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Page:Folk-lore - A Quarterly Review. Volume 4, 1893.djvu/348

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Székely Tales.

that he possessed was a rope, and with this he went into the wood, intending to hang himself.

While he was wandering sadly in the huge wood, he heard a sound of piteous lamentation; he goes towards it, and then he sees a little tiny snake writhing about on the top of a tree-trunk, which was on fire, but it was unable to escape, for it was surrounded by flames and red-hot embers, and it would be killed if it went near them.

"But", said the poor lad to himself, "I won't let this unreasoning animal die an innocent death, though I have determined to die myself." With that he went up to the burning trunk, stretched out a good firm bough, and lifted the little snakelet down on it.

Ha! how profusely the poor little snake thanked him! And it would not leave its life-preserver any peace until he accompanied it to its father's home, and allowed him also to thank him for his kindness.

"God bless you", thought the lad, "it will prolong my life a little, at all events."

For, words are words, but the poor lad was afraid of death. He therefore accompanied the little snakelet to his father's home. They went slowly on until they reached a large cave. It was here that the young snake's father lived, and he was the very King of the Snakes himself. Eh! behold a wonder! the King of the Snakes was just as big as a hay-fork, and in his head there shone such a large diamond that the poor lad almost lost the sight of his eyes when he stepped in. There lay the King of the Snakes in the middle of the cave, and when the lad stepped in he fixed his great eyes upon him.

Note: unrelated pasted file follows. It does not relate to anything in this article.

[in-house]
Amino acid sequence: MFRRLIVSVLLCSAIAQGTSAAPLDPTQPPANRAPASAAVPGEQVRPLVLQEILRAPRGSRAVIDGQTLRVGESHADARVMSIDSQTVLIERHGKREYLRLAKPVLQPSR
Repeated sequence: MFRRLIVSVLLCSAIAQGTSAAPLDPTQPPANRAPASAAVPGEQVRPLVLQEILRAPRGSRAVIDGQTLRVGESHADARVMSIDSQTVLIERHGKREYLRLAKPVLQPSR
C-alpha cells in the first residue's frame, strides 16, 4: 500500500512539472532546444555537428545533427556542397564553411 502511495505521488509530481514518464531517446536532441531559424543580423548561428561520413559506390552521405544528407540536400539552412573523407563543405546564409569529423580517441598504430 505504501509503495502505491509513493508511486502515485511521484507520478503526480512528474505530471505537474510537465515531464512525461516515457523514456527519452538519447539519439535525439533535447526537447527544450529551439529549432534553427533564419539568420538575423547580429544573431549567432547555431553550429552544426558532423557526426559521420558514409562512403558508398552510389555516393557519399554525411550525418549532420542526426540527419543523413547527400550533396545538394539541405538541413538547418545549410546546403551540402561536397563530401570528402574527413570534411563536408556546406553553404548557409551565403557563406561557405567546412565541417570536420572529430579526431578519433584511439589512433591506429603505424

"Well", thought the lad, "I shall have no need to hang myself, for this snake will gobble me up at once."

But when the aged king knew that the poor lad had preserved his son's life, his countenance changed at once, and he said to the lad: "God bless you, you poor boy, for saving my son's life. In return I will make you fortunate all your life, and your descendants fortunate too; only I